His writings are characterized by extreme brevity, nervousness, and precision. He expresses in a dozen words what might be expanded into half as many sentences. His style certainly is not always pure, nor even on all occasions grammatically correct. He was more desirous to instruct than to entertain, and therefore his expressions are weighed but not ornamented. Yet no teacher ever excited such enthusiasm in his pupils; and since the world began has there been none who gave such an impulse to the progress of natural history. They who can sneer at such a man must be cold and selfish indeed. "The language of Linnæus," says Cuvier," is ingenious and singular. Its very singularity renders it attractive. His phraseology, and even his titles, are figurative; but his figures are in

general highly expressive. With him, the various means by which Nature ensures the reproduction of plants are their nuptials; the changes in the position of their parts at night are their sleep; the periods of the year at which they flower form the calendar of Flora."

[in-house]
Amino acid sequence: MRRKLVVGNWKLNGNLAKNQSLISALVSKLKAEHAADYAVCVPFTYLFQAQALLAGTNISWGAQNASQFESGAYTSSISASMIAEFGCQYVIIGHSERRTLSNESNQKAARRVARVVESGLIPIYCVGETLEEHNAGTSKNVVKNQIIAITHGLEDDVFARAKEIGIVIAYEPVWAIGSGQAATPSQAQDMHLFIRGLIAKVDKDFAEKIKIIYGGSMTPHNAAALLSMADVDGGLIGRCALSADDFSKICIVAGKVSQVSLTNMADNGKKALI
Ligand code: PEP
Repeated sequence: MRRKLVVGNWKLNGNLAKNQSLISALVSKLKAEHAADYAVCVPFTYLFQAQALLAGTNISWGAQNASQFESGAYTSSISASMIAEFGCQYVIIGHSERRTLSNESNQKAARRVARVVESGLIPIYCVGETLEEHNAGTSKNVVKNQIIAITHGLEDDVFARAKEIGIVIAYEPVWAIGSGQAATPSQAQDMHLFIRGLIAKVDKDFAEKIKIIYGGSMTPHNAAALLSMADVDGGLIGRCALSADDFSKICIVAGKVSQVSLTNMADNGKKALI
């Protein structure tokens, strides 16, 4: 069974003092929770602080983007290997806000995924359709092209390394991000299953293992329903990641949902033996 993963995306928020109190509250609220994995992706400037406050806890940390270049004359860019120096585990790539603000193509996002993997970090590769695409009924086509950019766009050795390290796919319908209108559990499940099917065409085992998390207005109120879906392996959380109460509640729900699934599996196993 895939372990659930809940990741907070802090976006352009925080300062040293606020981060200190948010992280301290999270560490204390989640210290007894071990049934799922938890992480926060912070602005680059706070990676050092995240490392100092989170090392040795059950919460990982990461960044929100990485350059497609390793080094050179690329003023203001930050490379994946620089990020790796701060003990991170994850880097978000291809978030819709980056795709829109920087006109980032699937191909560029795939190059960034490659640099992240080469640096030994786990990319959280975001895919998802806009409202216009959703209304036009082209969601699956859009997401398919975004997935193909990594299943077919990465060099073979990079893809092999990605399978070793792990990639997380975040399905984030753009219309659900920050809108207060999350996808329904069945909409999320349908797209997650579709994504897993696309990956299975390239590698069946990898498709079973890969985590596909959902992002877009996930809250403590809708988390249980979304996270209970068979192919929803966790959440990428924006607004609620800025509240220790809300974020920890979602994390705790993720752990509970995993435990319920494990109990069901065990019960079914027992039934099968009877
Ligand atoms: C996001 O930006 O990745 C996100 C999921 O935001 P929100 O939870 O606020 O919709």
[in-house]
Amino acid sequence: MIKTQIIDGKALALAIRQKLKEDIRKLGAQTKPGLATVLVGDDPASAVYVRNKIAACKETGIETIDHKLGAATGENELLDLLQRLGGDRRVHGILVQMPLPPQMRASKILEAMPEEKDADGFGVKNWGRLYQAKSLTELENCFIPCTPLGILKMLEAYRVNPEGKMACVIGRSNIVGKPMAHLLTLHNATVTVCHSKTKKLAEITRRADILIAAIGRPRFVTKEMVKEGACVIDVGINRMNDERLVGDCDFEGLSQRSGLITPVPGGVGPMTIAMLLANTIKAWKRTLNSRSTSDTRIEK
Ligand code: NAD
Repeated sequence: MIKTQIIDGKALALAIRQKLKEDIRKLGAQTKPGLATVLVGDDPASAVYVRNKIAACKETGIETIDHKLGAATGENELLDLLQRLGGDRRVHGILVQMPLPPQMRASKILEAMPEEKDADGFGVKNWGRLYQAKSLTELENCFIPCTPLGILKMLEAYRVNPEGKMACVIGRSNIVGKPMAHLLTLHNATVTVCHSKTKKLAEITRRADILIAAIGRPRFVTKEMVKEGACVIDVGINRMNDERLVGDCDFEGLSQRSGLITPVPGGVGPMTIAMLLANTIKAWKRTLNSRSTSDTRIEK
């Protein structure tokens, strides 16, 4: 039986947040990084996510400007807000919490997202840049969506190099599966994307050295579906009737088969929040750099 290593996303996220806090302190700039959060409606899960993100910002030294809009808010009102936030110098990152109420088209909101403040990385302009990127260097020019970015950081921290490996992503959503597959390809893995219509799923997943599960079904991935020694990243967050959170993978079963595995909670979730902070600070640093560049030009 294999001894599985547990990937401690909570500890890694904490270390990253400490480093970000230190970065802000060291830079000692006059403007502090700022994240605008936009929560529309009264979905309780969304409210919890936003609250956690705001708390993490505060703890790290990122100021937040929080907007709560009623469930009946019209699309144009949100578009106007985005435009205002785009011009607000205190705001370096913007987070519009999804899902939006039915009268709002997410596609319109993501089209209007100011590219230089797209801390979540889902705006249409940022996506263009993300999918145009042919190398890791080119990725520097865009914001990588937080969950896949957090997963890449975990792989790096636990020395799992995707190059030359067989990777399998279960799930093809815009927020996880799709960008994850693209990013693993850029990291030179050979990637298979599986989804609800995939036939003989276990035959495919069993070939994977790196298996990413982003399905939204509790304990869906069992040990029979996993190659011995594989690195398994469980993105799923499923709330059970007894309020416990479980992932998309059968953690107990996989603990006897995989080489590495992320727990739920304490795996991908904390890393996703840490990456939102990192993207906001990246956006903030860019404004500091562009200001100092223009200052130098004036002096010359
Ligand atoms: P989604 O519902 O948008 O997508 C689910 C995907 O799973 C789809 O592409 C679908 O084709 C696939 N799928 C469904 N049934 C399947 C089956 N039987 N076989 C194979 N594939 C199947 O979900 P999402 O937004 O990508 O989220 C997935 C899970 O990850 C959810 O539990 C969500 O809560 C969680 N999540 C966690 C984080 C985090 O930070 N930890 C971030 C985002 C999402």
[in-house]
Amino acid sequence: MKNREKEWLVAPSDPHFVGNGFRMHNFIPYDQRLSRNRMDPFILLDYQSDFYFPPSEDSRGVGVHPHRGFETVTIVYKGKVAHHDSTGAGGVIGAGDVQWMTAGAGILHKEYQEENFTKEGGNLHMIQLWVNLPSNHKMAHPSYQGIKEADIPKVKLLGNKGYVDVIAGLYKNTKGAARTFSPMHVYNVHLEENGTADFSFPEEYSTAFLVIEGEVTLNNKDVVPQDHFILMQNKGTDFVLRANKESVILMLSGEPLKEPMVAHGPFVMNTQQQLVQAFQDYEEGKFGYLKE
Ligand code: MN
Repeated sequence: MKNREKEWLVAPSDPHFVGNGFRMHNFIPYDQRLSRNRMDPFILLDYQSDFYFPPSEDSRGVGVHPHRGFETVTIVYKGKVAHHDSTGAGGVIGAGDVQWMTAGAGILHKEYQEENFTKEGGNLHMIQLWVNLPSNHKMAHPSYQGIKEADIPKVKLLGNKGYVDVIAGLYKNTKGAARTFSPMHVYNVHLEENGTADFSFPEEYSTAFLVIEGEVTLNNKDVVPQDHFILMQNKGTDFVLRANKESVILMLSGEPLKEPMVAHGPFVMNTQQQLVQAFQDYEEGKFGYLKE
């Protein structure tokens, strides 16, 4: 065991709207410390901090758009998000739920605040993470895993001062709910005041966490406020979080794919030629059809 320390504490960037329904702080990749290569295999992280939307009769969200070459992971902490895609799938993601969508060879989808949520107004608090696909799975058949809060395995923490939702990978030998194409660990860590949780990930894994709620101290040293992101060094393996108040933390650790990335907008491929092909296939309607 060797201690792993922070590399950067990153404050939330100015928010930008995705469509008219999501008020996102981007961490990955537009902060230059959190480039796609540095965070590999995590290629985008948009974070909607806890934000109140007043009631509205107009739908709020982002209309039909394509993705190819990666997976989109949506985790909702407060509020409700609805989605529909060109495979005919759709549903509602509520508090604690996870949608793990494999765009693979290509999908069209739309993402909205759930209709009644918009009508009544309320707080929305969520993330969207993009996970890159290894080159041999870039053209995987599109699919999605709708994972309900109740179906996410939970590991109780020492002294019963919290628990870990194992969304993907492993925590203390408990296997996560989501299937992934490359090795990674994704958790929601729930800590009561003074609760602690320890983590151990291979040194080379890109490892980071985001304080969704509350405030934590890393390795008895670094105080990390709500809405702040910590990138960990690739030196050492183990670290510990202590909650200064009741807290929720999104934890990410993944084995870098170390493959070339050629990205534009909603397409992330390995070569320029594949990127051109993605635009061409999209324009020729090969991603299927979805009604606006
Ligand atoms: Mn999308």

As an example of his manner, when treating of a subject not technically described, we may present his account of the plant to which he gave the name of Andromeda : "This most choice and beautiful virgin gracefully erects her long and shining neck (the peduncle), her face with its rosy lips (the corolla) far excelling the best pigment. She kneels on the ground with her feet bound (the lower part of the stem incumbent), surrounded with water, and fixed to a rock (a projecting clod), exposed to frightful dragons (frogs and newts). She bends her sorrowful face (the flower) towards the earth, stretches up her innocent arms (the branches) toward heaven, worthy of a better place and happier fate, until the welcome Perseus (summer), after conquering the monster, draws her out of the water and renders her a fruitful mother, when she raises her head (the fruit) erect." The analogy that gave rise to this fanciful description, which is contained in the Flora Lapponica, suggested itself to Linnæus on his Lapland journey. "The Chamadaphne of Buxbaum," says he, " was at this time in its highest beauty, decorating the marshy grounds in a most agreeable manner. The flowers are quite blood-red before they expand, but when full grown the corolla is of a flesh-colour. Scarcely any painter's art can so happily imitate the beauty of a fine female complexion; still less could any artificial colour